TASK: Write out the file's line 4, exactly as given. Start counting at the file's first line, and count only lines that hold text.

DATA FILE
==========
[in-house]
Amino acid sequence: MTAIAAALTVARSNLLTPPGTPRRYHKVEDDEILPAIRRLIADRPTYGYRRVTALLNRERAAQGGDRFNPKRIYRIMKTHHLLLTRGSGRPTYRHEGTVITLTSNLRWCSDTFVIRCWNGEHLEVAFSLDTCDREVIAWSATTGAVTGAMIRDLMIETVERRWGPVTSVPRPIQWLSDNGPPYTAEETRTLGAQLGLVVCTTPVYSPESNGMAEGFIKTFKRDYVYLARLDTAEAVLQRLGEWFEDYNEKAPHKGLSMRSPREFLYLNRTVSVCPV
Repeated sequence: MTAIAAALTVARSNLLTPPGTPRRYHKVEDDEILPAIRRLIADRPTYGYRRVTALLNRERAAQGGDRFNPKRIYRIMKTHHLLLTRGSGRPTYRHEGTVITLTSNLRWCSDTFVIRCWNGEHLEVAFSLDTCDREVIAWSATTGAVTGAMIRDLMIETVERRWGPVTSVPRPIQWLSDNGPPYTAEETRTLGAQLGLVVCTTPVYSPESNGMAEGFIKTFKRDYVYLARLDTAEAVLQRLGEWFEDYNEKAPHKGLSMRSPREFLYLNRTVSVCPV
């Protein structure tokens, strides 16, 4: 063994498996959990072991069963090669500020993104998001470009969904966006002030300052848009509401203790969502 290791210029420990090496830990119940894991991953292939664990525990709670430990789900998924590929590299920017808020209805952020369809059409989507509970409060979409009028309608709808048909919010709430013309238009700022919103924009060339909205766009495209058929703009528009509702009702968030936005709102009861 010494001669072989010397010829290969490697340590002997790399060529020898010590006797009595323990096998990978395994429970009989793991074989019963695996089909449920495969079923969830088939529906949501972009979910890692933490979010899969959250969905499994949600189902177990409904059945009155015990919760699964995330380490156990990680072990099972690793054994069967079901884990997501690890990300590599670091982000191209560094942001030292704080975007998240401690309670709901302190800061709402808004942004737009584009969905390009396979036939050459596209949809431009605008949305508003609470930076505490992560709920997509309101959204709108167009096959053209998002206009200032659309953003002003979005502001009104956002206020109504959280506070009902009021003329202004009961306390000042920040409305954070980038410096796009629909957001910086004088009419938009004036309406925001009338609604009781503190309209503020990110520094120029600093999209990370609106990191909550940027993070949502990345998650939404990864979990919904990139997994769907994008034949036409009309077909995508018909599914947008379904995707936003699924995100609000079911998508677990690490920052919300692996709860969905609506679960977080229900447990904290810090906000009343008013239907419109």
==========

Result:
């Protein structure tokens, strides 16, 4: 063994498996959990072991069963090669500020993104998001470009969904966006002030300052848009509401203790969502 290791210029420990090496830990119940894991991953292939664990525990709670430990789900998924590929590299920017808020209805952020369809059409989507509970409060979409009028309608709808048909919010709430013309238009700022919103924009060339909205766009495209058929703009528009509702009702968030936005709102009861 010494001669072989010397010829290969490697340590002997790399060529020898010590006797009595323990096998990978395994429970009989793991074989019963695996089909449920495969079923969830088939529906949501972009979910890692933490979010899969959250969905499994949600189902177990409904059945009155015990919760699964995330380490156990990680072990099972690793054994069967079901884990997501690890990300590599670091982000191209560094942001030292704080975007998240401690309670709901302190800061709402808004942004737009584009969905390009396979036939050459596209949809431009605008949305508003609470930076505490992560709920997509309101959204709108167009096959053209998002206009200032659309953003002003979005502001009104956002206020109504959280506070009902009021003329202004009961306390000042920040409305954070980038410096796009629909957001910086004088009419938009004036309406925001009338609604009781503190309209503020990110520094120029600093999209990370609106990191909550940027993070949502990345998650939404990864979990919904990139997994769907994008034949036409009309077909995508018909599914947008379904995707936003699924995100609000079911998508677990690490920052919300692996709860969905609506679960977080229900447990904290810090906000009343008013239907419109």